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nice session, thanks for sharing
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Aaron Medvick
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I have never been the gondolier, and have won the last 4 times we have played. My thought, is if you can bid $40 to get a thief to steal a good that is worth $40, it pays for itself. Just an example.

Also, stock market depends highly on how many people are playing. In three player game, its not as important -- but in 5 player games the shipping office stocks are golden. Also, you want to focus on buying stocks that have goods that are extremely low in value and/or are saturated -- for those will be sold, and stock will rise.

In a three player game, try taking out 3 stocks of everything and see what happens. We did that last night, and it made the game tighter and also made it so we did not focus on stocks as much -- for there were less to buy. We still paid out the same dividends as if we had 10 shares out.

Also, the trader comes in real handy on the first move for you can trade goods you have, buy 2 and then guarantee the guild hall gets filled immediately. Go to guild hall next turn and you get $150 and chances are, if you are first, no one else will have guild hall done. Granted, you paid $100 for the two goods and $50 to go first and traded the other -- and only break even at the worst case. But you set yourself up for the next turn. Take another card, then third turn, go back to mercato and BAM already have two completed guild halls (iff someone else goes to docks for you). Now you are +$180 after the third turn. Now to thwart that, the thief helps out by stealing goods... and then the harbour master will make the price of goods decline -- making everyone that bought the goods sort of worthless. Try that the next game.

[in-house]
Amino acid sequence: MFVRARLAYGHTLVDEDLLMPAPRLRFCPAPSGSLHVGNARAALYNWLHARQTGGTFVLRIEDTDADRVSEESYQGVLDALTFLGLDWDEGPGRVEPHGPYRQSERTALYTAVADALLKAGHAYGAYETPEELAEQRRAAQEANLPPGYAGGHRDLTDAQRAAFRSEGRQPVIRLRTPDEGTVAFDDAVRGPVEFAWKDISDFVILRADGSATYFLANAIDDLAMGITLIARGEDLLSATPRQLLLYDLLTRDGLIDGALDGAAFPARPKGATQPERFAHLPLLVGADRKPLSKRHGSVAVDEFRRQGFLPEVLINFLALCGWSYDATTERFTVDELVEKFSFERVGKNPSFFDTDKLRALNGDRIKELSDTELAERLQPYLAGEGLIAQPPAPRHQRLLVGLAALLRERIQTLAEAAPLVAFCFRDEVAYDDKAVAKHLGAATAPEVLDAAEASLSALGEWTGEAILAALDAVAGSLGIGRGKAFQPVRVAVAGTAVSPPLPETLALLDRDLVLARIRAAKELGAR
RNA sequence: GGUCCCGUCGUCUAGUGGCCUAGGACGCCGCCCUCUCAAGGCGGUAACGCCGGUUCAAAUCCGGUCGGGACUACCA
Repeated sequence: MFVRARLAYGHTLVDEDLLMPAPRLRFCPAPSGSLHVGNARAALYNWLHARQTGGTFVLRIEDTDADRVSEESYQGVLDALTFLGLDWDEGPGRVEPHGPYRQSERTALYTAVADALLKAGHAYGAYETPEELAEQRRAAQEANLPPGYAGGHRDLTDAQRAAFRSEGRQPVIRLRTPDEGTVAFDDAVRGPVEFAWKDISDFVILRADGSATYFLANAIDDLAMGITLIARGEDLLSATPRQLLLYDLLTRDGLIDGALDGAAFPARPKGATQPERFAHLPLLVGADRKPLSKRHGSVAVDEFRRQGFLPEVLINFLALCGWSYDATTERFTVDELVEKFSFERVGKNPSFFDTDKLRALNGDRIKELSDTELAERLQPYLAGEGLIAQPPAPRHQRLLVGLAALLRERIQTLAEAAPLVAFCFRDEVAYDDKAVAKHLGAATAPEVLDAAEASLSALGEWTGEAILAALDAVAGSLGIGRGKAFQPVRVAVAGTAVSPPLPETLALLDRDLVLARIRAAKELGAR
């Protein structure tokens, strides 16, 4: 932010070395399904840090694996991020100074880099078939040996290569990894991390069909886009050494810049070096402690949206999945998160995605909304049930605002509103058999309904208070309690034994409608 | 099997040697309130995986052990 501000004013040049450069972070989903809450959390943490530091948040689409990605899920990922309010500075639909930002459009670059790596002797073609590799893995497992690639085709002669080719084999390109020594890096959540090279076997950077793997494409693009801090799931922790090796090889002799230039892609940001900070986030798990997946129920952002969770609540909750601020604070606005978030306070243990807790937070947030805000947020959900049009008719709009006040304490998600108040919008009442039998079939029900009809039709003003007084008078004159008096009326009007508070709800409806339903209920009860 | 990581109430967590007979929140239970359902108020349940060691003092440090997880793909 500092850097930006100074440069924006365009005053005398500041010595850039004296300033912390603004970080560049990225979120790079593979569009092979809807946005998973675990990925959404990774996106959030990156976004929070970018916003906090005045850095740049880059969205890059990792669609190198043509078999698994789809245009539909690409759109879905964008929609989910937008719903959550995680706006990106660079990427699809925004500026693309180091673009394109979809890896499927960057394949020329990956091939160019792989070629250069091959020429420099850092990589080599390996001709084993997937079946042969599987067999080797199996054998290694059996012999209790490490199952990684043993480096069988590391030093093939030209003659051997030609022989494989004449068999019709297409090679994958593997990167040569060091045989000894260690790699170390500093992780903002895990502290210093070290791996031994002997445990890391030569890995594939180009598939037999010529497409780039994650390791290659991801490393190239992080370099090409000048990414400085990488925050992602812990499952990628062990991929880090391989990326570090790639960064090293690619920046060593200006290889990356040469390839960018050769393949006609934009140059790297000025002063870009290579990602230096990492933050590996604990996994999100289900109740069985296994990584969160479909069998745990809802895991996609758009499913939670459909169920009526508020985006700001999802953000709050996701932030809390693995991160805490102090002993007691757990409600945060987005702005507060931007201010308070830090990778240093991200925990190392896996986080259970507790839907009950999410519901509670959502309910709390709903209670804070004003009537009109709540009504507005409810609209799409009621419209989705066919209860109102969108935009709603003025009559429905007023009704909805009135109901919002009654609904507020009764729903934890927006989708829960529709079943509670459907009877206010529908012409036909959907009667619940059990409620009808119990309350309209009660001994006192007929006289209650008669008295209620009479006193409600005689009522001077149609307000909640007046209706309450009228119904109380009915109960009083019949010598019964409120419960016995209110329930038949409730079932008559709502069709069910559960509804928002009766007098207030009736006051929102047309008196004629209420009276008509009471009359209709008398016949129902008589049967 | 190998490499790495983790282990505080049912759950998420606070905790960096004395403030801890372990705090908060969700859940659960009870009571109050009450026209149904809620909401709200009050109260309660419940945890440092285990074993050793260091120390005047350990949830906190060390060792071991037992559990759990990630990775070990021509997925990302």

Stocks help, but there are many many many other avenues to win.

Thus the beauty of the game.



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Aaron Medvick
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Oh and if you get majority in a company, say you have 2 stocks more than anyone else, you try to accrue those goods and sell them in your shop.

You will get money for goods, %20 dividend more than anyone, and then stock split, you will get 2 more vps than anyone.

Assume price is $50 and you have 6 goods and stock price is $60. and you have 4 shares.

$600 for goods
$240 for shares
4 vp for stocks
and value of stocks are still $60 thus $240 for stocks

14 victory points there -- without even using a guild hall card. Potentially 15, if you have 10 more dollars.



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Jon Pessano
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Medvick wrote:
In a three player game, try taking out 3 stocks of everything and see what happens. We did that last night, and it made the game tighter and also made it so we did not focus on stocks as much -- for there were less to buy. We still paid out the same dividends as if we had 10 shares out.


We? I do not remember Frank or I realizing you took out 3 shares until a few turns in :-)

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Aaron Medvick
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Well I took the stocks out and we played the game.